A new report by the International Gay and Lesbian Human Rights Commission (IGLHRC) has revealed that lesbian, gay, bisexual and transgender (LGBT) people in Africa are often regularly blackmailed and extorted because of their sexuality.

The report, Nowhere to Turn: Blackmail and Extortion of LGBT People in Sub-Saharan Africa, illustrates how LGBT Africans are made doubly vulnerable by the criminalisation of homosexuality and the often-violent stigmatisation they face if their sexuality is revealed.

Based on research from 2007 to the present, the report features articles and research by leading African activists and academics on the prevalence, severity and impact of these human rights violations on LGBT people in Cameroon, Ghana, Malawi, Nigeria, and Zimbabwe.

“The tragic reality is that blackmail and extortion are part of the daily lives of many LGBT Africans who are isolated and made vulnerable by homophobic laws and social stigma,” said IGLHRC’s Executive Director, Cary Alan Johnson.

“The responsibility clearly lies with governments to address these crimes and the underlying social and legal vulnerability of LGBT people.”

Homosexuality is outlawed in at least 38 out of the 54 counties in Africa, with Mauritania, Sudan, and northern Nigeria allowing for execution as punishment.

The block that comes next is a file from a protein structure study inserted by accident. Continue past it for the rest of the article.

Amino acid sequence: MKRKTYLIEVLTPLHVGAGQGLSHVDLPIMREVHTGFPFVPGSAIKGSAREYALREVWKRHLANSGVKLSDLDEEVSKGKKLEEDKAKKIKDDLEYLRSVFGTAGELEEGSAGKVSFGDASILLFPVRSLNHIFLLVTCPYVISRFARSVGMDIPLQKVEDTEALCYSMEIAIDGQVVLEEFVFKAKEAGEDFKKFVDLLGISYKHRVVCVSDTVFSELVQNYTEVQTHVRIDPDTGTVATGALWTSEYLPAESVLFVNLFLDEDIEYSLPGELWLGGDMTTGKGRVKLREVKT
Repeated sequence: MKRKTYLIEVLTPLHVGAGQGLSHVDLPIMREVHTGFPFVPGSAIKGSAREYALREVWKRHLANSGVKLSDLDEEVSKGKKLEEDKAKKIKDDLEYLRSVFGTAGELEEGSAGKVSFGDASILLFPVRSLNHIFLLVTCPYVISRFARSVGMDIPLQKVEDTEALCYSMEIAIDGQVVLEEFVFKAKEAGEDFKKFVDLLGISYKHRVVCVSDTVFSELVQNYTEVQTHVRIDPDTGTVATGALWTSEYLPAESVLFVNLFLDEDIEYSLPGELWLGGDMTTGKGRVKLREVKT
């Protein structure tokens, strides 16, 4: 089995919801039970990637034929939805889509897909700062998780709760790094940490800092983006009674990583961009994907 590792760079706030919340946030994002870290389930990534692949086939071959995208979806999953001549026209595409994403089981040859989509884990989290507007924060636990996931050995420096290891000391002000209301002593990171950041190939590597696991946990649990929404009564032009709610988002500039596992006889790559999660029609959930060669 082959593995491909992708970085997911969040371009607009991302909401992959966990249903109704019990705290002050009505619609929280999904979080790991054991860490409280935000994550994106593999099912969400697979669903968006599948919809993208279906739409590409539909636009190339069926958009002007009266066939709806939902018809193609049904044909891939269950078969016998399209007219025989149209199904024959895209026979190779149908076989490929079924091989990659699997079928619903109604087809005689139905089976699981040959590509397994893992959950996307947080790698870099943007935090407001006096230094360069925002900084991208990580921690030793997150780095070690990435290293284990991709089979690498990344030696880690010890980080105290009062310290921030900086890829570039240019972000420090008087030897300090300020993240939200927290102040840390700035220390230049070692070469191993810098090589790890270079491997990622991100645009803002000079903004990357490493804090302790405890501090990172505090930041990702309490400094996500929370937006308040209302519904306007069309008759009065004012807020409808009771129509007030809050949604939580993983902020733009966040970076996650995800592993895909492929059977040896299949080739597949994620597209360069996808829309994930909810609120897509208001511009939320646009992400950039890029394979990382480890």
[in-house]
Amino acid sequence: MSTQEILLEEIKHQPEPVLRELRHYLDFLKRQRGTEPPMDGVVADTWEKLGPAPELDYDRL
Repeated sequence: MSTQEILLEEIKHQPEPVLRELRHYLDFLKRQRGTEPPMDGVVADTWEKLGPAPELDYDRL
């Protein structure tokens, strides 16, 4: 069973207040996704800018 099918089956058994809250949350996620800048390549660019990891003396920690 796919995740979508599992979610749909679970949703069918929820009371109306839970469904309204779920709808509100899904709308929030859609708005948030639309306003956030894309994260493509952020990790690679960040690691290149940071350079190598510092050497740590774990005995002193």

The report’s authors depict the isolation, humiliation and manipulation to which LGBT people are subjected by blackmailers and extortionists and describe the threats of exposure, theft, assault, and rape, that can damage and even destroy the lives of victims.

They claim that vulnerability to these crimes is faced on a regular basis and families and communities are not safe havens. For example, according to research conducted in Cameroon and featured in the report, “the bulk of blackmail and extortion attempts were committed by other members of the community – 33.9% by neighbours, 11.8% by family members, 11.5% by classmates, and 14.1% by homosexual friends. Police were often complicit in this – either by ignoring or dismissing it or, in 11.5% of cases, directly perpetrating it.”

Nowhere to Turn explores the role the State plays in these crimes by ignoring blackmail and extortion carried out by police and other officials by failing to prosecute blackmailers, and by charging LGBT victims under sodomy laws when they do find the courage to report blackmail to the authorities.

IGLHRC urged States to take concrete steps to reduce the incidence of these crimes by decriminalising same-sex sexual activity, educating officials and communities about blackmail laws, and ensuring that all people are able to access judicial mechanisms without prejudice.

Download a PDF version of Nowhere to Turn.

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